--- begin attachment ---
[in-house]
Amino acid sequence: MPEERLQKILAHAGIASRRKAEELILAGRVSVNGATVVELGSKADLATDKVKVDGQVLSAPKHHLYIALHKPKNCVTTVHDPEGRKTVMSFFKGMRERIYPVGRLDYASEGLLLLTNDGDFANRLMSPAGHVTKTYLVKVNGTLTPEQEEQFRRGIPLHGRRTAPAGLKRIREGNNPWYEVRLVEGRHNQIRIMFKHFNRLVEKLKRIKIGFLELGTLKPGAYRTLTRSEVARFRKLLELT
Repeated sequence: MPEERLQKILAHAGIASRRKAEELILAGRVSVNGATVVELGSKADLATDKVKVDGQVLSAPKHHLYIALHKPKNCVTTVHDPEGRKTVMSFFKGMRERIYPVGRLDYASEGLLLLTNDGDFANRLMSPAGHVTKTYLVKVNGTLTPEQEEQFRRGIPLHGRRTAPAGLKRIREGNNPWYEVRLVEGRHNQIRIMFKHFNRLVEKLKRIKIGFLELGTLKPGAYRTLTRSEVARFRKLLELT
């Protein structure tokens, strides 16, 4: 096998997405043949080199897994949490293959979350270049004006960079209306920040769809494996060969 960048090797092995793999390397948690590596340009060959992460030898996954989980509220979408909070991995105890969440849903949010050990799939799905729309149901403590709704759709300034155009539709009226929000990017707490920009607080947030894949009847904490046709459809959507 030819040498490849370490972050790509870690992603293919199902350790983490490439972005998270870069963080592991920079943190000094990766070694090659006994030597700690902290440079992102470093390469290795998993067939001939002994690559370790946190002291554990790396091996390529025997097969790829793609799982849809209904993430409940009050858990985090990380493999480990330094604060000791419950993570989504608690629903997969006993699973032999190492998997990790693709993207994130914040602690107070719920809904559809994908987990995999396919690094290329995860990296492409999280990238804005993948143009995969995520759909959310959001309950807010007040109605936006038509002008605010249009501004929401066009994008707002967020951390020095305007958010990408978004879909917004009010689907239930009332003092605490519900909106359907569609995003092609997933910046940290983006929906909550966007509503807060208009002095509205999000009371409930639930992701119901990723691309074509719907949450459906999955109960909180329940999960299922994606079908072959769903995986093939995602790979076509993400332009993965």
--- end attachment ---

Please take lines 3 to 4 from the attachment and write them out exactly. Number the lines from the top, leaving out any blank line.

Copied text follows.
Repeated sequence: MPEERLQKILAHAGIASRRKAEELILAGRVSVNGATVVELGSKADLATDKVKVDGQVLSAPKHHLYIALHKPKNCVTTVHDPEGRKTVMSFFKGMRERIYPVGRLDYASEGLLLLTNDGDFANRLMSPAGHVTKTYLVKVNGTLTPEQEEQFRRGIPLHGRRTAPAGLKRIREGNNPWYEVRLVEGRHNQIRIMFKHFNRLVEKLKRIKIGFLELGTLKPGAYRTLTRSEVARFRKLLELT
């Protein structure tokens, strides 16, 4: 096998997405043949080199897994949490293959979350270049004006960079209306920040769809494996060969 960048090797092995793999390397948690590596340009060959992460030898996954989980509220979408909070991995105890969440849903949010050990799939799905729309149901403590709704759709300034155009539709009226929000990017707490920009607080947030894949009847904490046709459809959507 030819040498490849370490972050790509870690992603293919199902350790983490490439972005998270870069963080592991920079943190000094990766070694090659006994030597700690902290440079992102470093390469290795998993067939001939002994690559370790946190002291554990790396091996390529025997097969790829793609799982849809209904993430409940009050858990985090990380493999480990330094604060000791419950993570989504608690629903997969006993699973032999190492998997990790693709993207994130914040602690107070719920809904559809994908987990995999396919690094290329995860990296492409999280990238804005993948143009995969995520759909959310959001309950807010007040109605936006038509002008605010249009501004929401066009994008707002967020951390020095305007958010990408978004879909917004009010689907239930009332003092605490519900909106359907569609995003092609997933910046940290983006929906909550966007509503807060208009002095509205999000009371409930639930992701119901990723691309074509719907949450459906999955109960909180329940999960299922994606079908072959769903995986093939995602790979076509993400332009993965």